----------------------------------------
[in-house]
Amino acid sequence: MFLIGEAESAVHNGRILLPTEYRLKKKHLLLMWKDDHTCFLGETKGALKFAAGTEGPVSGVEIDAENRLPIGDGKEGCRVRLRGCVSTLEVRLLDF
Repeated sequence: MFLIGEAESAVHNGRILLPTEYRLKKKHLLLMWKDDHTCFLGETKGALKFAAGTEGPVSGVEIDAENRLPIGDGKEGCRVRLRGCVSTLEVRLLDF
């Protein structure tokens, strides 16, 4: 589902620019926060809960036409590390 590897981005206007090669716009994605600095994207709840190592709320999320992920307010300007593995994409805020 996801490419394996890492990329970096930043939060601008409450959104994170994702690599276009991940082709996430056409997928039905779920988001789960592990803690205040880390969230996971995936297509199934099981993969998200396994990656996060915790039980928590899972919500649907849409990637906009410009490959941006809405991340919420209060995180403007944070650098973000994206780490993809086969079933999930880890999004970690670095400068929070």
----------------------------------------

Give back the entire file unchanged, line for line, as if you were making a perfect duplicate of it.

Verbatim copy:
[in-house]
Amino acid sequence: MFLIGEAESAVHNGRILLPTEYRLKKKHLLLMWKDDHTCFLGETKGALKFAAGTEGPVSGVEIDAENRLPIGDGKEGCRVRLRGCVSTLEVRLLDF
Repeated sequence: MFLIGEAESAVHNGRILLPTEYRLKKKHLLLMWKDDHTCFLGETKGALKFAAGTEGPVSGVEIDAENRLPIGDGKEGCRVRLRGCVSTLEVRLLDF
């Protein structure tokens, strides 16, 4: 589902620019926060809960036409590390 590897981005206007090669716009994605600095994207709840190592709320999320992920307010300007593995994409805020 996801490419394996890492990329970096930043939060601008409450959104994170994702690599276009991940082709996430056409997928039905779920988001789960592990803690205040880390969230996971995936297509199934099981993969998200396994990656996060915790039980928590899972919500649907849409990637906009410009490959941006809405991340919420209060995180403007944070650098973000994206780490993809086969079933999930880890999004970690670095400068929070």